Here is the link to the pictures I am selling this Christmas in the Cambs Antique Centre. The shop should be open every day, but in these times who knows, but, if in doubt, please call 01223 356391 or email me.
In 1930, two couples, Henry & Irina Moore (married in 1929), and John Skeaping & Barbara Hepworth (married in 1923) holidayed together at Church Farm, Blacksmiths Lane, Happisburgh, on the Norfolk Coast. The holiday was intended as a working one and it was hoped the time in a new location might help Skeaping / Hepworth marriage, but it did not.
In 1931 Hepworth met Ben Nicholson and later invited him and his wife Winifred Roberts to join them on another trip with the letter below:
I enclose a photo of the farm – the colour is very lovely. The country is quite flat but for a little hill with a tall flint church and a lighthouse… The beach is a ribbon of palesand as far as the eye can see. The Moore’s and ourselves should be so pleased if you came… If you can get away the farm will be less full the first week we are there – 9 Sep – 16 Sep †
Winifred was looking after their three children (Jake, Kate and Andrew) and stayed with her family in Boothby, Cumbria, while Ben went to the farmhouse. The Skeaping / Hepworth marriage hadn’t resolved itself and divorce had been spoken of before the holiday, so at first John Skeaping stayed in London. On changing his mind to join his wife in Norfolk, he found she had fallen in love with Ben Nicholson. The next week into the holiday they were joined by Ivon Hitchens and Mark and Douglas Jenkins.
(left to right) Ivon Hitchens, Irina Moore, Henry Moore, Barbara Hepworth, Ben Nicholson and Mary Jenkins, Happisburgh in Norfolk, 1931. Mary’s husband Douglas took the photograph.
Left: Ben Nicholson and Ivon Hitchens
Right: Henry Moore carrying stone
Ben Nicholson with camera
Barbara Hepworth and Ben Nicholson, by the Church Farm Gate, 1932
Skeaping divorced his wife in two years later. But it wasn’t until 1938 that the Nicholsons got a divorce. In 1932 Hepworth found herself pregnant with Nicholson’s issue, she gave birth to triplets: Rachel, Sarah, and Simon. This would mean Ben Nicholson was the father of six children by two women.
The rest of the photos are taken in 1932 and show the fashion for naked bathing and games. I am sure one day a scriptwriter will turn what must have been an emotionally tense holiday into a screenplay.
† A nest of gentle artists in the 1930s Barbara Hepworth, Henry Moore and Ben Nicholson, 2009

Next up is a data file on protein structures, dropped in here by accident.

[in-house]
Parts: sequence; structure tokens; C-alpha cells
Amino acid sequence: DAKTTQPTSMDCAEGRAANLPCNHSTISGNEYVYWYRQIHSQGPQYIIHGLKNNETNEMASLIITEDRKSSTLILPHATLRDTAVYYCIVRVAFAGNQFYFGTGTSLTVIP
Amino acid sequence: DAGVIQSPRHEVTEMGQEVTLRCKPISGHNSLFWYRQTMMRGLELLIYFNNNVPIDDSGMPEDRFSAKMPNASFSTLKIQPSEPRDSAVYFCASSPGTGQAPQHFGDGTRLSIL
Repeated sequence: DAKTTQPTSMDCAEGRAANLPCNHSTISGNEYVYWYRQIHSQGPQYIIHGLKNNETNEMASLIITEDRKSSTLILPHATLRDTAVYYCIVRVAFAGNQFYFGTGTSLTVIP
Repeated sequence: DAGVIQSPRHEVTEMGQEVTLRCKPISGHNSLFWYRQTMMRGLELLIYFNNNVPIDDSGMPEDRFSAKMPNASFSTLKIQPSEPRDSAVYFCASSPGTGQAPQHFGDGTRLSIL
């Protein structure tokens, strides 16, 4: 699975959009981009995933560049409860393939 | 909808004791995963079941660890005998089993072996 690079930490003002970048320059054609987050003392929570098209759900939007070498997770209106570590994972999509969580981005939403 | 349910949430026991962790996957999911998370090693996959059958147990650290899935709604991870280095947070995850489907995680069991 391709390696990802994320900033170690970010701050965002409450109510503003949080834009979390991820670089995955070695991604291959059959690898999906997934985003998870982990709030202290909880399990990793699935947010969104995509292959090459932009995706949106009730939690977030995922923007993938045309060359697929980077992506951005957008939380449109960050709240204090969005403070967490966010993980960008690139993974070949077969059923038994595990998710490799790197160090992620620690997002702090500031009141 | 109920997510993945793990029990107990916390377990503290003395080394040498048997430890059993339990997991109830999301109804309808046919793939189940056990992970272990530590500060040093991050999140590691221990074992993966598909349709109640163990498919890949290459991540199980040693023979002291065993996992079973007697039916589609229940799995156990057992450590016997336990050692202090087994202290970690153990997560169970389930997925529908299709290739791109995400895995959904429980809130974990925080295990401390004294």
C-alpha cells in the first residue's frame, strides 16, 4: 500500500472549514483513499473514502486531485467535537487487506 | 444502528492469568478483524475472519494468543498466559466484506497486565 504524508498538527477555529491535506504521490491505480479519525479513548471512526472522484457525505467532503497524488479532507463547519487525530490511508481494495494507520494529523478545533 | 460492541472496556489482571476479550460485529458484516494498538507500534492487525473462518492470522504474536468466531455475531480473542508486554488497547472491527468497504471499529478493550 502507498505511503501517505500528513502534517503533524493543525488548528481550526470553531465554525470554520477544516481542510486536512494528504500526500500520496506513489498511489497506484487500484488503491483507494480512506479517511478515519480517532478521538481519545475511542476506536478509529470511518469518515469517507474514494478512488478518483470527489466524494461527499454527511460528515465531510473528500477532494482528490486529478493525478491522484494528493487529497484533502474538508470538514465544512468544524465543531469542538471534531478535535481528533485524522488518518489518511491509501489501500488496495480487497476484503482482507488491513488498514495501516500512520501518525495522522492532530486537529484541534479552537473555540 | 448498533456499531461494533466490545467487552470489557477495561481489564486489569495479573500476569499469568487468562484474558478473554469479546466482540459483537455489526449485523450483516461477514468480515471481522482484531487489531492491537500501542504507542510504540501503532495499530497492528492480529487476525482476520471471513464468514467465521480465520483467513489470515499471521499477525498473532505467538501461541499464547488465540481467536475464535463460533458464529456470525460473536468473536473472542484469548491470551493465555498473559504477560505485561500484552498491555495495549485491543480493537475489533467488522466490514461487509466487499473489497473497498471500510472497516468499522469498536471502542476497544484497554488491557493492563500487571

Looking in magazines during the First World War, there were adverts from tailors to domestic products all taking on a patriotic flare, as well as appeals for money to help various charities. There isn’t a great deal to say about it all, other than it looks to be profiteering somehow. The child above in the Pears soap advert looks to be sitting on a coffin with wreaths, very odd.
As the years go on the adverts become a little bit more distressing, the advert for Pears’ Soap again just is bizarre, I can’t help but think of the mothers who couldn’t afford it and wondered if they were letting their sons down after they had been slaughtered.
Good-bye dear, off to get blown up by the Germans, You won’t forget to send me some Wright’s Coal Tar Soap.
The charity adverts here also seem remarkably bossy. Have you helped yet?
The Samaritan Free Hospital was for Women and they found themselves with less funding.
In 1964 Edward Bawden went to Dublin. It is not known if it was a commision for House & Garden or not, but regardless, he illustrated a tour of the city. The magazine follows with a historical account of each of the locations, but below I have scanned the images in for you all to see, as I doubt there are many editions surviving.
Edward Bawden – St Stephen’s Church
Edward Bawden – Lower Baggot Street
Edward Bawden – Upper Mount Street
Edward Bawden – Wellington Bridge
Edward Bawden – Campanile Road
Edward Bawden – Trinity College
Edward Bawden – J O’Meara’s Irish House,
Edward Bawden – Cranes Near the Custom House
Edward Bawden – The Four Courts
Edward Bawden – The Botanic Gardens
Last week, in a box outside a bookshop I found this book for a pound. It is the The Countrywoman’s Year, 1960. Paid for by the Women’s Institute, it is a curious book of crafts, recipes, instruction and advice on making wine, beekeeping, growing indoor plants and all the mumsey crafts of made-do-and-mend. Why it is singled out to appear on my blog? Because it is peppered with Eric Ravilious illustrations. I am unsure how, or why, but I would guess that the illustrations were in the sample books of the Curwen Press and in those days you had books of designs and devices used by the press, as well as typographic books too, a high class version of clipart.